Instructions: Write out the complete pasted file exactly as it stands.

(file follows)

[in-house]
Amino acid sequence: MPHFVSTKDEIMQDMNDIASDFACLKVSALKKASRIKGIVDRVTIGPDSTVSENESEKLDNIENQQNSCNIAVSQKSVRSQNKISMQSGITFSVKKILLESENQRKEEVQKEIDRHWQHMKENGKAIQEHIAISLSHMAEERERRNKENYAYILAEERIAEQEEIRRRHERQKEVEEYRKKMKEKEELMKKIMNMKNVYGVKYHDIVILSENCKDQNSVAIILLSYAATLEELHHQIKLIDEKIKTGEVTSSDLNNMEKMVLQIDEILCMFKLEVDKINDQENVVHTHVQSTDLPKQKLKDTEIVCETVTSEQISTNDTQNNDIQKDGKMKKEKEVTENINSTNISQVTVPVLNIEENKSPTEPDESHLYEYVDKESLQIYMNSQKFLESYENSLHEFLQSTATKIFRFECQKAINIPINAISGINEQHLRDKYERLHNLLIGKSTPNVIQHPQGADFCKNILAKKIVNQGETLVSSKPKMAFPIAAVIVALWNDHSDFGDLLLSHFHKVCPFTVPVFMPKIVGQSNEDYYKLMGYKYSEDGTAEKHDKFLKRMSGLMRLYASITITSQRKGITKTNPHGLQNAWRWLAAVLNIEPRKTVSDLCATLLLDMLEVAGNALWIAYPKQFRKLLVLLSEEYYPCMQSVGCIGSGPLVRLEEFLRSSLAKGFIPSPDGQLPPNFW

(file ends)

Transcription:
[in-house]
Amino acid sequence: MPHFVSTKDEIMQDMNDIASDFACLKVSALKKASRIKGIVDRVTIGPDSTVSENESEKLDNIENQQNSCNIAVSQKSVRSQNKISMQSGITFSVKKILLESENQRKEEVQKEIDRHWQHMKENGKAIQEHIAISLSHMAEERERRNKENYAYILAEERIAEQEEIRRRHERQKEVEEYRKKMKEKEELMKKIMNMKNVYGVKYHDIVILSENCKDQNSVAIILLSYAATLEELHHQIKLIDEKIKTGEVTSSDLNNMEKMVLQIDEILCMFKLEVDKINDQENVVHTHVQSTDLPKQKLKDTEIVCETVTSEQISTNDTQNNDIQKDGKMKKEKEVTENINSTNISQVTVPVLNIEENKSPTEPDESHLYEYVDKESLQIYMNSQKFLESYENSLHEFLQSTATKIFRFECQKAINIPINAISGINEQHLRDKYERLHNLLIGKSTPNVIQHPQGADFCKNILAKKIVNQGETLVSSKPKMAFPIAAVIVALWNDHSDFGDLLLSHFHKVCPFTVPVFMPKIVGQSNEDYYKLMGYKYSEDGTAEKHDKFLKRMSGLMRLYASITITSQRKGITKTNPHGLQNAWRWLAAVLNIEPRKTVSDLCATLLLDMLEVAGNALWIAYPKQFRKLLVLLSEEYYPCMQSVGCIGSGPLVRLEEFLRSSLAKGFIPSPDGQLPPNFW